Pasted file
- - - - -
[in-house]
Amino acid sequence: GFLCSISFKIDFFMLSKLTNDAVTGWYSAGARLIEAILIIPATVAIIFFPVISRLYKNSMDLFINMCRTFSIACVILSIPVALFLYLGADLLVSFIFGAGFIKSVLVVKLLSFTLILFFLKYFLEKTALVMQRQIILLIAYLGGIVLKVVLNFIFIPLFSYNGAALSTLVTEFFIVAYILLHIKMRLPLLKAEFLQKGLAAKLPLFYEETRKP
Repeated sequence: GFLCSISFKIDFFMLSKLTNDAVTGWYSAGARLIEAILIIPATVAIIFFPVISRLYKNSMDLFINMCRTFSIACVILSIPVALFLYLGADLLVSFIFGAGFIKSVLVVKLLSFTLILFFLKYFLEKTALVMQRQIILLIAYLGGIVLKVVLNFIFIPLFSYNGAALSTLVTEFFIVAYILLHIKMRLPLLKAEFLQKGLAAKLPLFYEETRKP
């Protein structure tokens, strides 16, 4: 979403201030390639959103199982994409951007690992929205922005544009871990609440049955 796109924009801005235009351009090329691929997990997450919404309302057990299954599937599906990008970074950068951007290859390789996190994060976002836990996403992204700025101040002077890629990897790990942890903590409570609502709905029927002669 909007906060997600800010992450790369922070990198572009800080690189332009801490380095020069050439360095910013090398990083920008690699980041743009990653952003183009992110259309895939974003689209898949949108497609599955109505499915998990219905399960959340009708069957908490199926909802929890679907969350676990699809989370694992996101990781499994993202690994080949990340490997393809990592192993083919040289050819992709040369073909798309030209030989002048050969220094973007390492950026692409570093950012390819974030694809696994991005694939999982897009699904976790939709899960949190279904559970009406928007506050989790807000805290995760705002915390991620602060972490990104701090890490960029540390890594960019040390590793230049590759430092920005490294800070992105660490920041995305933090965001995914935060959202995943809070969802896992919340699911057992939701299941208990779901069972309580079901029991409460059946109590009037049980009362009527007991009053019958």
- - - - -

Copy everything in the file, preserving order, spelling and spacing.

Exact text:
[in-house]
Amino acid sequence: GFLCSISFKIDFFMLSKLTNDAVTGWYSAGARLIEAILIIPATVAIIFFPVISRLYKNSMDLFINMCRTFSIACVILSIPVALFLYLGADLLVSFIFGAGFIKSVLVVKLLSFTLILFFLKYFLEKTALVMQRQIILLIAYLGGIVLKVVLNFIFIPLFSYNGAALSTLVTEFFIVAYILLHIKMRLPLLKAEFLQKGLAAKLPLFYEETRKP
Repeated sequence: GFLCSISFKIDFFMLSKLTNDAVTGWYSAGARLIEAILIIPATVAIIFFPVISRLYKNSMDLFINMCRTFSIACVILSIPVALFLYLGADLLVSFIFGAGFIKSVLVVKLLSFTLILFFLKYFLEKTALVMQRQIILLIAYLGGIVLKVVLNFIFIPLFSYNGAALSTLVTEFFIVAYILLHIKMRLPLLKAEFLQKGLAAKLPLFYEETRKP
């Protein structure tokens, strides 16, 4: 979403201030390639959103199982994409951007690992929205922005544009871990609440049955 796109924009801005235009351009090329691929997990997450919404309302057990299954599937599906990008970074950068951007290859390789996190994060976002836990996403992204700025101040002077890629990897790990942890903590409570609502709905029927002669 909007906060997600800010992450790369922070990198572009800080690189332009801490380095020069050439360095910013090398990083920008690699980041743009990653952003183009992110259309895939974003689209898949949108497609599955109505499915998990219905399960959340009708069957908490199926909802929890679907969350676990699809989370694992996101990781499994993202690994080949990340490997393809990592192993083919040289050819992709040369073909798309030209030989002048050969220094973007390492950026692409570093950012390819974030694809696994991005694939999982897009699904976790939709899960949190279904559970009406928007506050989790807000805290995760705002915390991620602060972490990104701090890490960029540390890594960019040390590793230049590759430092920005490294800070992105660490920041995305933090965001995914935060959202995943809070969802896992919340699911057992939701299941208990779901069972309580079901029991409460059946109590009037049980009362009527007991009053019958």